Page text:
Administration & Security

Warning! This page documents an old version of InfluxDB, which is no longer actively developed. InfluxDB v1.2 is the most recent stable version of InfluxDB.

The following section details the endpoints in the HTTP API for administering the cluster and managing database security.

Creating and Dropping Databases

There are two endpoints for creating or dropping databases. The requesting user must be a cluster administrator.

# create a database
curl -X POST 'http://localhost:8086/db?u=root&p=root' \
  -d '{"name": "site_development"}'

# drop a database
curl -X DELETE 'http://localhost:8086/db/site_development?u=root&p=root'


InfluxDB has three different kinds of users:

cluster admin

A cluster admin can add and drop databases. Add and remove database users and database admins to any database and change their read and write access. A cluster admin can’t query a database though. Below are the endpoints specific to cluster admins:

# get list of cluster admins curl
curl 'http://localhost:8086/cluster_admins?u=root&p=root'

# add cluster admin
curl -X POST 'http://localhost:8086/cluster_admins?u=root&p=root' \
  -d '{"name": "paul", "password": "i write teh docz"}'

# update cluster admin password
curl -X POST 'http://localhost:8086/cluster_admins/paul?u=root&p=root' \
  -d '{"password": "new pass"}'

# delete cluster admin
curl -X DELETE 'http://localhost:8086/cluster_admins/paul?u=root&p=root'

database admin

A database admin can add and remove databases admins and database users and change their read and write permissions. It can’t add or remove users from a different database.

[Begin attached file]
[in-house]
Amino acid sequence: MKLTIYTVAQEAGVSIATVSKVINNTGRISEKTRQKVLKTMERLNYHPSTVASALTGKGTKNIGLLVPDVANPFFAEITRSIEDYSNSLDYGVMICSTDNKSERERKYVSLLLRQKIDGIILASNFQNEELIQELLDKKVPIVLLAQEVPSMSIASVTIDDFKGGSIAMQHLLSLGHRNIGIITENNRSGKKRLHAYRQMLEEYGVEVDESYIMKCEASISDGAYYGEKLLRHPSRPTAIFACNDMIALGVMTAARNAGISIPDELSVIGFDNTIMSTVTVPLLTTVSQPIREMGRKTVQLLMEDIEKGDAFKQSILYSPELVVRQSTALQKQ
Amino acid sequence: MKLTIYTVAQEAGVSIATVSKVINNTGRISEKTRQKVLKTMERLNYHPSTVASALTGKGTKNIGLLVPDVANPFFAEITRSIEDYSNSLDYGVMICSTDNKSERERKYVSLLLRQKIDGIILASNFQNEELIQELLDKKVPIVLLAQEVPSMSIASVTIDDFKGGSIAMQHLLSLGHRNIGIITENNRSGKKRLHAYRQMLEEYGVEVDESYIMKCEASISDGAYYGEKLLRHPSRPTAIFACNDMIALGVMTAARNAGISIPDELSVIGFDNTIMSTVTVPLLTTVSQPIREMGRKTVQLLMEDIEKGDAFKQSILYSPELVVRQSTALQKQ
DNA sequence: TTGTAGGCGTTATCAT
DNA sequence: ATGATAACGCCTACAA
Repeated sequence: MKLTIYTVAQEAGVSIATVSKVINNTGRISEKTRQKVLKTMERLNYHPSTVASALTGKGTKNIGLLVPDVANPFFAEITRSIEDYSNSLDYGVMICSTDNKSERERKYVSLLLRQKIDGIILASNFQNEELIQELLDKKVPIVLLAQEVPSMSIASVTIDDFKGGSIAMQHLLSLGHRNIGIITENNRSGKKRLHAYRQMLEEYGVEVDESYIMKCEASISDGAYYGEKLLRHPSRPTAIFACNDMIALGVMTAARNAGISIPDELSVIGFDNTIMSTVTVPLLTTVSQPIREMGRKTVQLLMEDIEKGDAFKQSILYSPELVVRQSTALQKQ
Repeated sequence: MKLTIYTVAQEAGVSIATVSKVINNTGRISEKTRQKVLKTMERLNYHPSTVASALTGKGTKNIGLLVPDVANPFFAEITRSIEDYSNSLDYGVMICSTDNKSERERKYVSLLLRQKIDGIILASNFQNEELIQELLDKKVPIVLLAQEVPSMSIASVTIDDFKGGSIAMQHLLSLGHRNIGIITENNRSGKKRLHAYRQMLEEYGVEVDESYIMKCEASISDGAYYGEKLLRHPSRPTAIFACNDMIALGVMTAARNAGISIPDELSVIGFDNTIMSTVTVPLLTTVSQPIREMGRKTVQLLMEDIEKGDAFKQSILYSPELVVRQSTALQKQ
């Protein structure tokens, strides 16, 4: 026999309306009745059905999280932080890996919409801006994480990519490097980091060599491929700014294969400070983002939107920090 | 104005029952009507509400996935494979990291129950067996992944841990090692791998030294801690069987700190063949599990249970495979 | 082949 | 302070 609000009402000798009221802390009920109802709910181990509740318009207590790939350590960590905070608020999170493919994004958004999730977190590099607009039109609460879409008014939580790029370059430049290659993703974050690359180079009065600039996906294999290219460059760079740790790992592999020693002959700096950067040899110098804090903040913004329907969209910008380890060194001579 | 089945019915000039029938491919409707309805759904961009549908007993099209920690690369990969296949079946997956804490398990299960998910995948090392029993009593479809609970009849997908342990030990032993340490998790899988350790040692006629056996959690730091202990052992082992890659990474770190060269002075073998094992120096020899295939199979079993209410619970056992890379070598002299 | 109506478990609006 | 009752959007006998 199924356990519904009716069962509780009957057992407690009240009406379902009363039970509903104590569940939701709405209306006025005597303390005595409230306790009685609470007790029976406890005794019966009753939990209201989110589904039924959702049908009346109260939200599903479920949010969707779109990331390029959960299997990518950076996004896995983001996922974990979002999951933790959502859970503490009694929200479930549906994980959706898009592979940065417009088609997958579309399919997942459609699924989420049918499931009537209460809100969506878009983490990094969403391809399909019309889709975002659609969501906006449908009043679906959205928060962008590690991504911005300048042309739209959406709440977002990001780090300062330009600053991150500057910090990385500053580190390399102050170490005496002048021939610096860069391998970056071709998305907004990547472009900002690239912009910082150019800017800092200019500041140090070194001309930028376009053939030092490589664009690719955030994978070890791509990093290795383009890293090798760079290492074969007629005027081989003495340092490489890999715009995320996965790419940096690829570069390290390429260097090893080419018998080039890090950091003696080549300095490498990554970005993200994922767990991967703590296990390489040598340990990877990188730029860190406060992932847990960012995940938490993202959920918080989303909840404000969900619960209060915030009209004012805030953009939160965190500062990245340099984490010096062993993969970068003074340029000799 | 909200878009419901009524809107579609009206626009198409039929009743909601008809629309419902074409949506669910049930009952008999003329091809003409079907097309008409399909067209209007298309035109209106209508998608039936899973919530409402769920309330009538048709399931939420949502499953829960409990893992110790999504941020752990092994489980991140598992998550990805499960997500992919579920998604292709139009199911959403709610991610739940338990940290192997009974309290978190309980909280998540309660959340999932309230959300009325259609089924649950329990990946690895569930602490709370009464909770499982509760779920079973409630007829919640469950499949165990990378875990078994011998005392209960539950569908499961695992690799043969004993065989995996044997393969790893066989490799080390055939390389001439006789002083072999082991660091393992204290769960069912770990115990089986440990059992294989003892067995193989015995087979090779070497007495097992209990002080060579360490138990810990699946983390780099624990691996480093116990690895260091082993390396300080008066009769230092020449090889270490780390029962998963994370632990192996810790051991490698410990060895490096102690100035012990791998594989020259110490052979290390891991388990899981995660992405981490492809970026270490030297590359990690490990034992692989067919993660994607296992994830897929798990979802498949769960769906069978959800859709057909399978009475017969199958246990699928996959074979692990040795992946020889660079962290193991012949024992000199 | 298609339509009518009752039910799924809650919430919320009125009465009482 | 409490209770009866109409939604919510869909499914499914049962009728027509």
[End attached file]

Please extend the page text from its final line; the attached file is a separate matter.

database user

A database user can read and write data to the current database. The user can’t add or remove users or admins or read/write data from/to time series that they don’t have permissions for.

Below are examples of adding/removing databases users and database admins:

# Database users, with a database name of site_dev

# add database user
curl -X POST 'http://localhost:8086/db/site_dev/users?u=root&p=root' \
  -d '{"name": "paul", "password": "i write teh docz"}'

# delete database user
curl -X DELETE 'http://localhost:8086/db/site_dev/users/paul?u=root&p=root'

# update user's password
curl -X POST 'http://localhost:8086/db/site_dev/users/paul?u=root&p=root' \
  -d '{"password": "new pass"}'

# get list of database users
curl 'http://localhost:8086/db/site_dev/users?u=root&p=root'

# add database admin privilege
curl -X POST 'http://localhost:8086/db/site_dev/users/paul?u=root&p=root' \
  -d '{"admin": true}'

# remove database admin privilege
curl -X POST 'http://localhost:8086/db/site_dev/users/paul?u=root&p=root' \
  -d '{"admin": false}'

Limiting User Access

Database users have two additional arguments when creating or updating their objects: readFrom and writeTo. Here’s what a default database user looks like when those arguments aren’t specified on create.

  "name": "paul",
  "readFrom": ".*",
  "writeTo": ".*"

This example user has the ability to read and write from any time series. If you want to restrict the user to only being able to write data, update the user by POSTing to db/site_dev/users/paul.

  "readFrom": "^$",
  "writeTo": ".*"

You have to specify both readFrom and writeTo when you update the permissions of a user. Both are a regex that determine which time series the user has permission to read from or write to.